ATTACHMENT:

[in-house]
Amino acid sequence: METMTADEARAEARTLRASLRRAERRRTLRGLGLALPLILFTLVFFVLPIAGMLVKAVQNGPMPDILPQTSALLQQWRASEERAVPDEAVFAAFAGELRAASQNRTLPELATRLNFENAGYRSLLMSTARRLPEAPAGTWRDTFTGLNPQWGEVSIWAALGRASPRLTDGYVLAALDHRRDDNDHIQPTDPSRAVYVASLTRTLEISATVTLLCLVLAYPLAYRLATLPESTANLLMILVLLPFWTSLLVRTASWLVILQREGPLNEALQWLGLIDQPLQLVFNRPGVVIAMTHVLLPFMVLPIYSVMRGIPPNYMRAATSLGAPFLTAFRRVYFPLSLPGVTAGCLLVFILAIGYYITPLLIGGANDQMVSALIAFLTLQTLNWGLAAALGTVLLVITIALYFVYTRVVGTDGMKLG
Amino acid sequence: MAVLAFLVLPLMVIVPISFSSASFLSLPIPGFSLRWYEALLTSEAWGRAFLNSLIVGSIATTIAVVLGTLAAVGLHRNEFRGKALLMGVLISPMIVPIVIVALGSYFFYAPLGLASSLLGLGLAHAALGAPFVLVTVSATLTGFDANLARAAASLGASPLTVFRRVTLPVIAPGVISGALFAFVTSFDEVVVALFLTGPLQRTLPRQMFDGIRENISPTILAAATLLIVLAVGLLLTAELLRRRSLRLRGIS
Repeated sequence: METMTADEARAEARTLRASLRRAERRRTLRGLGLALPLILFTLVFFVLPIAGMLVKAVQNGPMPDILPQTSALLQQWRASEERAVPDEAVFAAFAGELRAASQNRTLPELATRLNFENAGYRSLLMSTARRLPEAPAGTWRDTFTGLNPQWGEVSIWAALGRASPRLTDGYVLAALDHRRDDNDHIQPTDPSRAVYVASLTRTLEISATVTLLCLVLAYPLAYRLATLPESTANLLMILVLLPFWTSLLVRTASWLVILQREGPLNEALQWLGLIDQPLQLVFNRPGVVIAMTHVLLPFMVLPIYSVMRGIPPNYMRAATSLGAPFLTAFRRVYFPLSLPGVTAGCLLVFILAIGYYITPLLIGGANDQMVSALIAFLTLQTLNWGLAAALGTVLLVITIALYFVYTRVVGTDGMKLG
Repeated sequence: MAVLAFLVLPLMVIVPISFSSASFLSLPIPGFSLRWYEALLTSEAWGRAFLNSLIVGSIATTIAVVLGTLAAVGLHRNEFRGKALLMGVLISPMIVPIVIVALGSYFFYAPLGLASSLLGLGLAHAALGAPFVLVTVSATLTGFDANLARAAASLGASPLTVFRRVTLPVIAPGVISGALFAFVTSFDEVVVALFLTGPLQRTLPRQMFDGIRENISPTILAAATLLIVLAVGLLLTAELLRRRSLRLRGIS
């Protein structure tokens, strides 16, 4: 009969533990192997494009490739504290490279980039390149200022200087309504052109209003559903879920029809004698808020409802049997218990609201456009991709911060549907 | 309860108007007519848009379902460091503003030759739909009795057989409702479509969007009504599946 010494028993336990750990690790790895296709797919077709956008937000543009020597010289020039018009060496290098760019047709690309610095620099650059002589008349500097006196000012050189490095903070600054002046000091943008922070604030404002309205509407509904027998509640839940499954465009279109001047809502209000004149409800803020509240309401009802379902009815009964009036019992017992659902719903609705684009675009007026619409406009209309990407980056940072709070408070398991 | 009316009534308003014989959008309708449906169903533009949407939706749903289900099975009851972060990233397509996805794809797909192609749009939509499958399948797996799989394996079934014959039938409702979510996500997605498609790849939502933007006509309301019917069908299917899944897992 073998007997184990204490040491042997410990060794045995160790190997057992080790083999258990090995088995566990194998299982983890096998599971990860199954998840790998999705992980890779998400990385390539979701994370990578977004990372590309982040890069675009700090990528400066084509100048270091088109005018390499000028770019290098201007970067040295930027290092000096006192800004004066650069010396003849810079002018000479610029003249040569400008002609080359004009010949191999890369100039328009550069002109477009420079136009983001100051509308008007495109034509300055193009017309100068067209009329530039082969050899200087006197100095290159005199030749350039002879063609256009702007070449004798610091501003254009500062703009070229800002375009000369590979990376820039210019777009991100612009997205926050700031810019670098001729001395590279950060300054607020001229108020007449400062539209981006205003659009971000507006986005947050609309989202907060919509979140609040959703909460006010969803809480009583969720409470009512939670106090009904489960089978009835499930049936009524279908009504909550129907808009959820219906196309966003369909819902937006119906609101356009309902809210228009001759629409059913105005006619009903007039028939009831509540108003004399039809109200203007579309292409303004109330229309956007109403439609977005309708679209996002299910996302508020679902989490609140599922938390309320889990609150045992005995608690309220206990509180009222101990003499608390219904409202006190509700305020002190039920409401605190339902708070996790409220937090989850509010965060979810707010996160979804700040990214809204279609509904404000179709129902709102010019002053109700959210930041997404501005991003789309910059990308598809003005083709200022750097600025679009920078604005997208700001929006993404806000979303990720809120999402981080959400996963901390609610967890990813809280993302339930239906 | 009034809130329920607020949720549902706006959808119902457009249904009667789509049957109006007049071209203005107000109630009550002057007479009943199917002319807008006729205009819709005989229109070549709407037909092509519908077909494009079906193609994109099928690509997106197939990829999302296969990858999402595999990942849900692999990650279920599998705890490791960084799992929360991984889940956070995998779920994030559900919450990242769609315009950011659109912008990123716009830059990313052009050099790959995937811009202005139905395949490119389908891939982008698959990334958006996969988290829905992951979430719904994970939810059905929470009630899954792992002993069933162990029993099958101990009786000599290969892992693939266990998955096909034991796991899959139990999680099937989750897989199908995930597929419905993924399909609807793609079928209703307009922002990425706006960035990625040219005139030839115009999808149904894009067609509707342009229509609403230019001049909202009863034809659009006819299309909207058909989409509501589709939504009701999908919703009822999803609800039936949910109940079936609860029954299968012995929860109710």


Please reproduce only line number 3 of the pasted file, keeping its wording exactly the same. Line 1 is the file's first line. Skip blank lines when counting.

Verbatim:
Amino acid sequence: MAVLAFLVLPLMVIVPISFSSASFLSLPIPGFSLRWYEALLTSEAWGRAFLNSLIVGSIATTIAVVLGTLAAVGLHRNEFRGKALLMGVLISPMIVPIVIVALGSYFFYAPLGLASSLLGLGLAHAALGAPFVLVTVSATLTGFDANLARAAASLGASPLTVFRRVTLPVIAPGVISGALFAFVTSFDEVVVALFLTGPLQRTLPRQMFDGIRENISPTILAAATLLIVLAVGLLLTAELLRRRSLRLRGIS